Attending the recent EA Summer showcase, there was a recurring theme amongst all of the gaming press; everybody loved playing SimCity. And I mean everybody. Guys who prefer wasting zombie Nazis in BLOPS2 were having a ball managing the waste system of their little toy city; people who enjoy living the life of a drug trafficker in GTA were instead figuring out how to handle the traffic jams of their tiny town.
I’m more of a Town’s secretary than Mayor – I played way too much Settlers 7, and something like SimCity seemed way out of my pathetic micro-management league. Yet after completing the introduction mission, I had mastered SimCity’s intricate and layered ecosystem. That’s the real beauty of the new SimCity – despite being an onion of complexity, with layers upon layers of stats, the Glassbox engine includes visual indicators that make understanding what’s going possible in a single glance.
Before you even lay down the first slab of concrete, it’s wise to figure out where the natural resources are. Doing so is a matter of simply clicking the right menu item and the landscape dissolves into a transparent box, revealing the underlying coal seams and gas ponds below, just waiting to be extracted by your eager minions. It’s clear, and easy to understand – almost like an infographic view of your resources.
Once you’ve settled on the ideal place to destroy nature, it’s time to roll out roads with the new road laying tools. These have been totally revamped, making it much simpler to create gentle curves or sweeping bridges. The refined tools end up giving more intricate road networks when you’re done, but are simpler to use in the first instance. Try going up a cliff and the tool won’t let you – all roads are limited to the same gradient as the real world, with a maximum of around 35 degrees. With a few major roads splitting off into dual lane streets, I’d soon laid the foundations for my very own mini Big Apple, using a grid system to keep my OCD impulses happy.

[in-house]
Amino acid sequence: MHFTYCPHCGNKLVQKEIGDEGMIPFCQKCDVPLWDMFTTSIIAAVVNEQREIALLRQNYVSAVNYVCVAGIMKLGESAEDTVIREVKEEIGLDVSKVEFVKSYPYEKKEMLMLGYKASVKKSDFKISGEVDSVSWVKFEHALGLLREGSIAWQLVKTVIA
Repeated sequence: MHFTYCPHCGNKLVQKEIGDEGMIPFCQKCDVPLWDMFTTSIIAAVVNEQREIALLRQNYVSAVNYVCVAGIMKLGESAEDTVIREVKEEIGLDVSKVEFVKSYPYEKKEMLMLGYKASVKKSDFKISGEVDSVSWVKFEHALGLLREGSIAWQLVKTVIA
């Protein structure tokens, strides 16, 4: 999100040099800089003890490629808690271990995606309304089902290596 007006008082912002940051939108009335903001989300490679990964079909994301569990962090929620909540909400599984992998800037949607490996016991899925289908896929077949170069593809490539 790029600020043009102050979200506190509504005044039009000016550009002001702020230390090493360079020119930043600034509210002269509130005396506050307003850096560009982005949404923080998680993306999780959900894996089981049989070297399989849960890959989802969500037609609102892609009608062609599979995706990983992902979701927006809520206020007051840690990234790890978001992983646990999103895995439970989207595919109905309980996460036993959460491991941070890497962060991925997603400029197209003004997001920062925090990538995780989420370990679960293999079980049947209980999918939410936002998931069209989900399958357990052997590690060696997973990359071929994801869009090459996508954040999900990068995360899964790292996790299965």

Time to lay some residential areas then – once again, the tool automatically shows me where I can place them, and it’s just a matter of clicking and dragging to fill the spaces. And then I just sat there for several minutes, watching the dozens of workers driving up to the empty lot and begin building. It’s astonishing how detailed the game is, yet it doesn’t bring the demo PCs to a screeching halt. A few commercial and industrial centres later, and I’ve got a living, breathing city right before my eyes. It’s filled with inhabitants, and clicking on each one tells me where they’ve been and just how content they are with my creation.
As my city grows, problems like crime and pollution start to swell, but again I can click a single button to reveal an infographic, transparent version of the city. Brightly coloured areas show me exactly where I need to fix problems; the sewerage view shows brown blobs surging below each street, forming a block around the sewerage plant and indicating that I need to expand my poop-carrying capacity. Red buildings show where criminals have set up shop, though I should have noticed the environment filling with graffiti before now.
It’s this ability to strip your creation back to a single layer, exposing only the information that is most relevant, that will make managing cities in SimCity even easier than ever. The fact that your city truly feels alive, with realistic animations for any action you can think of – from fireman spraying out fires to garbage dumps burning off waste – means watching the city develop never gets old.
If the idea of building a city is about as appealing to you as reading a street directory, SimCity could be the game that changes your mind. The clever tools unleash more possibilities than ever before, but their focus on usability means it should never become overwhelming without a 400 page manual nearby. If it can convince a Battlefield 3-loving, Hitman Absolution slaying player like me to buy the full game, chances are there will be a whole influx of new players come SimCity’s March release date.